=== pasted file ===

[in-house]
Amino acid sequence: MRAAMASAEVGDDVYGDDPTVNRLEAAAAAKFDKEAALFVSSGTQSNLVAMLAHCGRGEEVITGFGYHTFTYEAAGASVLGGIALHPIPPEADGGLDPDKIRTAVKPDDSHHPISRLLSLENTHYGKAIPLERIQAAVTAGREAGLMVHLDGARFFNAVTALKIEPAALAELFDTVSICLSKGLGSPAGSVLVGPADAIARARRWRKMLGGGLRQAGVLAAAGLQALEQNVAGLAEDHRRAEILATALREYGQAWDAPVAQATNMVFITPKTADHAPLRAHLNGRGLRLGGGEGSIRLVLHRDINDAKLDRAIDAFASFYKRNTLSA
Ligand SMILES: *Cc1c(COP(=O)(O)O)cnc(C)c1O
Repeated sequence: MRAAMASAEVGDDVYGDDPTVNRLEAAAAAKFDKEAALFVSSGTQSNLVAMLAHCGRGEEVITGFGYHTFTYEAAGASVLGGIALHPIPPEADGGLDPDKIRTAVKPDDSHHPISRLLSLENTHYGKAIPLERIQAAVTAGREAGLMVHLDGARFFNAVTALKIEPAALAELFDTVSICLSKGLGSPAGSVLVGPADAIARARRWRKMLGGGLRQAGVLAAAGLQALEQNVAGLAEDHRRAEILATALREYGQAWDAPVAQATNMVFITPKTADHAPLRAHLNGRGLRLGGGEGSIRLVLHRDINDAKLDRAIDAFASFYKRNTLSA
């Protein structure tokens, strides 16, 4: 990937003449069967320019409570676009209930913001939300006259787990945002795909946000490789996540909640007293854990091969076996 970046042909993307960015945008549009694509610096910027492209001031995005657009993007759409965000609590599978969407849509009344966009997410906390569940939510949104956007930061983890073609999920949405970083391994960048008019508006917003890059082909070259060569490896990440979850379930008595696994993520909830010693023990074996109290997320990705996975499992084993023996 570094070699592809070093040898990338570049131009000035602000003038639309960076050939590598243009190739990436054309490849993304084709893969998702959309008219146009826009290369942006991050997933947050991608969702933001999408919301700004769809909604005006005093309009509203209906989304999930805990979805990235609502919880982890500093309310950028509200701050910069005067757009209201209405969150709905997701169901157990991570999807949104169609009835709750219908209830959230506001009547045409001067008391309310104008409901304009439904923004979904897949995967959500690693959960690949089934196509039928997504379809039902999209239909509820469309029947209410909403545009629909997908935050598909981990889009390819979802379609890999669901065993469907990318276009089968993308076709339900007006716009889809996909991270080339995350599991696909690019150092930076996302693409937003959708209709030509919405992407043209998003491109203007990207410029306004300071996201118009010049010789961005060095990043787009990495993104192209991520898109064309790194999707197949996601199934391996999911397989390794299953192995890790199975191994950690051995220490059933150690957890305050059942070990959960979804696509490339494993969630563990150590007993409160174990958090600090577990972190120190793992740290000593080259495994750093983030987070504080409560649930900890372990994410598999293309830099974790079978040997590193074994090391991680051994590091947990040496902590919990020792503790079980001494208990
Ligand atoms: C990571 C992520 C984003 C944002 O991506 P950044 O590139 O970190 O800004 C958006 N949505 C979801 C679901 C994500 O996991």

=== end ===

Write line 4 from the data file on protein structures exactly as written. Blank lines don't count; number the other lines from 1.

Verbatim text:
Repeated sequence: MRAAMASAEVGDDVYGDDPTVNRLEAAAAAKFDKEAALFVSSGTQSNLVAMLAHCGRGEEVITGFGYHTFTYEAAGASVLGGIALHPIPPEADGGLDPDKIRTAVKPDDSHHPISRLLSLENTHYGKAIPLERIQAAVTAGREAGLMVHLDGARFFNAVTALKIEPAALAELFDTVSICLSKGLGSPAGSVLVGPADAIARARRWRKMLGGGLRQAGVLAAAGLQALEQNVAGLAEDHRRAEILATALREYGQAWDAPVAQATNMVFITPKTADHAPLRAHLNGRGLRLGGGEGSIRLVLHRDINDAKLDRAIDAFASFYKRNTLSA